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There are multiple payment plans, so whether you want month-to-month that costs $9.99, or a prepaid plan such as 3 Months for $28, 6 Months for $54, or 12 Months for $100, they gives you options. This is an affordable literary subscription service for the young readers in your life, and it is a great way to introduce your children to the written word while receiving fun packages in the mail monthly. All cases are shipped on the 1st of the month, and be sure to share the experience on social media with #BCCUnBoxing.

Below are the books that were in the December BookCase.Club Kid’s box for 7-8 years old. Summaries are sourced from Goodreads, and retail prices listed are from the title’s back cover.

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Boogie Knights by Lisa Wheeler, Mark Siegel ($16.99)

In this rip-roaring picture book, readers are invited to the party of the year, as all monsters large and small throw the most outrageous, most bodacious bash of them all–the Madcap Monster Ball.

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The Fires of Calderon by Lindsay Cummings ($16.99)

The first book in an epic middle grade fantasy adventure series that takes place in an underground society at the center of the earth. Packed with action, humor, magic, and mystery.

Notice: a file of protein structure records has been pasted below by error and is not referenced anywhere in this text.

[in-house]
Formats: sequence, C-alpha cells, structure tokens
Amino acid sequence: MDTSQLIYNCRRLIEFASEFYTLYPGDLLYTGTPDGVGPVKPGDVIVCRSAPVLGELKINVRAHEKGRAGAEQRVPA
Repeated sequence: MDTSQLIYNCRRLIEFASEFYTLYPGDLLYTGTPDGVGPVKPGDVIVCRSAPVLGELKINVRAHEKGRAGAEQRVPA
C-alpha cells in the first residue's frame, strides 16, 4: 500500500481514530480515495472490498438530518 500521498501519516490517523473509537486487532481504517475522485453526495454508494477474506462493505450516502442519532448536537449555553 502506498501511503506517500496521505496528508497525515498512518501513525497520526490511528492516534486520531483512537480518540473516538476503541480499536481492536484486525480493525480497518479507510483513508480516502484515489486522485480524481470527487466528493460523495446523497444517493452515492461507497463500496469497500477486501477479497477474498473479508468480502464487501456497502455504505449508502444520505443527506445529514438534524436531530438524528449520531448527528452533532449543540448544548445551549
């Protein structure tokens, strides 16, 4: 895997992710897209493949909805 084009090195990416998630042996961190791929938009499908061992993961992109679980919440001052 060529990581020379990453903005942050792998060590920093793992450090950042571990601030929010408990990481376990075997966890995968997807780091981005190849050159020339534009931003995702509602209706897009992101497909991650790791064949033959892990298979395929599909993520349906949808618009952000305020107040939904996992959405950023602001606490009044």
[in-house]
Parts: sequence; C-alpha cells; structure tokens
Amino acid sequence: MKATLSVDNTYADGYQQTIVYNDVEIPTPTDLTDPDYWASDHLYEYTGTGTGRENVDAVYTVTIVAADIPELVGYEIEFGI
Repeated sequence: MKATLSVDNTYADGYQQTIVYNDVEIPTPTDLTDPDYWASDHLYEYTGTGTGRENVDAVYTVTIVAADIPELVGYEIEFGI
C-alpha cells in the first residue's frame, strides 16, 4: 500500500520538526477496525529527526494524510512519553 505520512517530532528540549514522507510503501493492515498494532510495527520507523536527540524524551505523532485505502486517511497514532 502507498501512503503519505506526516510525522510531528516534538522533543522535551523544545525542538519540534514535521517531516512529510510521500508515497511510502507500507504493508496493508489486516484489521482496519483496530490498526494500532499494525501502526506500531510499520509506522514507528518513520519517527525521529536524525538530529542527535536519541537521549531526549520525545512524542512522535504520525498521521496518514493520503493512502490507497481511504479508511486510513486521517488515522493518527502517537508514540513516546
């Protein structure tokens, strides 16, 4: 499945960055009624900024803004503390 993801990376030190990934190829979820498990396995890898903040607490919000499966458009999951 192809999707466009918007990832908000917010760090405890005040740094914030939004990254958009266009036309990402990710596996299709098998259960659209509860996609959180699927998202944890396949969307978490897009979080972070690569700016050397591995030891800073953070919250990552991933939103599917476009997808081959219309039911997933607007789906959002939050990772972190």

After following a mysterious map into the woods and then under the woods, eleven-year-old Albert Flynn learns he’s a Balance Keeper—someone with special magical skills for fixing problems in three underground Realms at the Core of the earth. His new job is important; if the realms fall out of balance, the world above could be in great danger.

Albert and his Balance Keeper teammates Birdie and Leroy arrive in the Core not a moment too soon. There’s an Imbalance in the Calderon Realm and it’s threatening to bury Albert’s hometown of New York City in a mountain of ash.

The three must train hard completing mental and physical challenges, but above all, they must harness the power of their Tiles—unique superpowers given to each Balance Keeper. So far, Albert’s mastered the art of not mastering his Tile….

With the situation in Calderon growing worse every day, can Albert, Leroy, and Birdie restore balance before New York is destroyed forever? Will Albert master his Tile before it’s too late?

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Wanderville by Wendy McClure ($16.99)

Jack, Frances, and Frances’s younger brother Harold have been ripped from the world they knew in New York and sent to Kansas on an orphan train at the turn of the century. As the train chugs closer and closer to its destination, the children begin to hear terrible rumors about the lives that await them. And so they decide to change their fate the only way they know how. . . .

They jump off the train.

There, in the middle of the woods, they meet a boy who will transform their lives forever. His name is Alexander, and he tells them they’ve come to a place nobody knows about—especially not adults—and “where all children in need of freedom are accepted.” It’s a place called Wanderville, Alexander says, and now Jack, Frances, and Harold are its very first citizens.

8 Other Genres on BookCase.Club

There are themes for everyone in the family! Below are the other cases available through BookCase.Club. You can subscribe to more than one theme; just select the genre you want, pick a payment plan, and it’ll be added to your cart for checkout– perfect if you have more than one reader in your home!

  1. Read to Me – 4 Children’s Picture books
  2. Blind Date – 2 Paranormal Romance novels